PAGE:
“So, no, it’ll be interesting. Obviously Lehmann apologised for his comments [he was fined by the ICC]. He realised they were a bit of an error of judgement meant in banter. It’s part and parcel [of the game]. Professional sportsmen can put up with that. Premier League footballers go to grounds each weekend and get booed for 90 minutes.”

As for fears the row may trigger problems, Broad said: “No. Australia’s a fantastic place to tour. Lovely restaurants, great golf courses, a great place to socialise. Every tour we go on, we have high levels of security, and it will be the same in Australia.”

Broad’s critics are not confined to Australian losers. The day we met, a red-top columnist called Broad a cheat, claiming his action was no different to Ashley Young’s dive in Manchester United’s match against Crystal Palace.

Flashpoint: Stuart Broad edges into the gloves of Brad Haddin and Michael Clarke waits to take the catch.

However, while Young was criticised by his manager, David Moyes, cricket did not condemn Broad. When put to the England star, he responded dismissively: “Not interested. Don’t read the papers.”

Despite not reading the newspapers, he is sure the media misrepresented the incident. “You’ve had some cricket writers who are professionals at their job saying I nicked it to slip. It’s wrong. I edged it to [Brad] Haddin’s gloves. It wasn’t a particularly huge edge. He dropped it and it ended up in slip.

“I’ve never been a walker, 99 per cent of professional cricketers aren’t. It was made a big thing because Australia had wasted their two DRS decisions. I can probably name eight or nine Australians, six or seven Englishmen, who nicked it and didn’t walk throughout the series. There were four in that Test. There’s been no respect or anything lost between the sides because of that. The players and the coaches know how the game works. It’s people who have written about it who don’t understand it.”

But then this summer, said Broad, England have got used to media critics not praising the team. “If, at the start of the summer, you’d offered me the position we are in: having beaten New Zealand; in the final of the Champions Trophy (which we should have won), and a three-nil Ashes series, I’d have bitten your hand off. It’s been a very special summer and to be the leading wicket-taker in Test matches in the world is extremely pleasing.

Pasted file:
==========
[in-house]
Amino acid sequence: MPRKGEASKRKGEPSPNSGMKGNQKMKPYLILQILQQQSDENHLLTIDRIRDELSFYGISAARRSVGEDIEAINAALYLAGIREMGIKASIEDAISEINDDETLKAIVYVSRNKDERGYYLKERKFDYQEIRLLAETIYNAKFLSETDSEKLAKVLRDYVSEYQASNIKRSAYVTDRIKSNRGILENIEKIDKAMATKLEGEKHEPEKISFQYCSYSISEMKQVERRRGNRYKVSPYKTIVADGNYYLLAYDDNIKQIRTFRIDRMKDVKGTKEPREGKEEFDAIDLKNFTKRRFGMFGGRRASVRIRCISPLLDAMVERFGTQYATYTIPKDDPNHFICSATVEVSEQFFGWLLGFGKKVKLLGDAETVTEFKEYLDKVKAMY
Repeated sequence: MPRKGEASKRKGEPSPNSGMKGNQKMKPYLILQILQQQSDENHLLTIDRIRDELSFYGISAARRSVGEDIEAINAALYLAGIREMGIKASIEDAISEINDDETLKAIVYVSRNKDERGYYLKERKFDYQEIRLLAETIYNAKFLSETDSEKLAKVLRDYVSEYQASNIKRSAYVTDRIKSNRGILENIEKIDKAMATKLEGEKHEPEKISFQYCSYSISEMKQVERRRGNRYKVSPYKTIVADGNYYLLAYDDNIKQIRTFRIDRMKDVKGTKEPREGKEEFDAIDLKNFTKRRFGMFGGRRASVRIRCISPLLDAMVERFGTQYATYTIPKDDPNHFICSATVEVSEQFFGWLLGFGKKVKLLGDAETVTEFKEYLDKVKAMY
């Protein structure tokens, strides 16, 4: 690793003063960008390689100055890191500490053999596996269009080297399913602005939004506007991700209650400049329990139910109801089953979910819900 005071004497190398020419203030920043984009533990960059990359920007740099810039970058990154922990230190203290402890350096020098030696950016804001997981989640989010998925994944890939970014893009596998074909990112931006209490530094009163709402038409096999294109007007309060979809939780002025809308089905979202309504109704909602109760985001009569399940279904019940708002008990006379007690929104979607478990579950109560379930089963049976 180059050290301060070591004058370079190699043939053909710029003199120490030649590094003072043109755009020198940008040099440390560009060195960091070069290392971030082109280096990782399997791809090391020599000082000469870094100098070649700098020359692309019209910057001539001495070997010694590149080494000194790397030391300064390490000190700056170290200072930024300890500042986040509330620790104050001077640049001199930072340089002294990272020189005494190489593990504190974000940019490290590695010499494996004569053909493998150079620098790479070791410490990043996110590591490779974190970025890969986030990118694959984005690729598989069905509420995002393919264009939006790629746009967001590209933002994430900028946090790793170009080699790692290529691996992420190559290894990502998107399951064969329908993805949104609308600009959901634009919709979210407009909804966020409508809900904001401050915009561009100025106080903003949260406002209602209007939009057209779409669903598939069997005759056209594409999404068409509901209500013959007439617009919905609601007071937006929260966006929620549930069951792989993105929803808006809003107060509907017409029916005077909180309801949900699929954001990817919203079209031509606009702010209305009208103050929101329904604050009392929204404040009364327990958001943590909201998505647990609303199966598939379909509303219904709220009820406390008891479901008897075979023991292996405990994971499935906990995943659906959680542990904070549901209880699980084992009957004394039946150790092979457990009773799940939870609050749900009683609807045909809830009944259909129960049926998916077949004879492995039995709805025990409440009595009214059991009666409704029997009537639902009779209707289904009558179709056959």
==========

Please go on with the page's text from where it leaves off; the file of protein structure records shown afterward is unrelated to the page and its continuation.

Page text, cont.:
“The media has been slightly less positive but the public have got such delight out of us beating Australia three-nil. Everyone I’ve spoken to on the street, when you bump into people in restaurants, has been absolutely delighted. And that’s what we do it for — to make people happy.”

What should make the public even happier is that Broad does not read much into Australia’s improved performance in the one-day matches following the Test series. “Very different teams,” he said. “You can’t compare Twenty20 cricket with Test cricket.”

And he is also confident that England’s batting which over the summer — Ian Bell excepted — did not reach the heights of recent series, will come good.

“The wickets were quite hard to score on, designed for slow, low spin. It won’t be the same in Australia. The ball comes on, the ball bounces. There’s no concerns over our batting line-up. We’ve consistently churned out runs for four or five years now. I’m sure we’ll do the same in Australia.

“We’ve shown we’re ruthless and that’s a very good trait for a sporting team. We’ve consistently won games and there’s no doubting that we’re very strong. A lot of countries would be envious of the depth English cricket’s got and we’re proving that with results on the field. We’re honest with each other.”

What a pity the ECB will not allow players to be honest about the moment that did not reflect well on English cricket.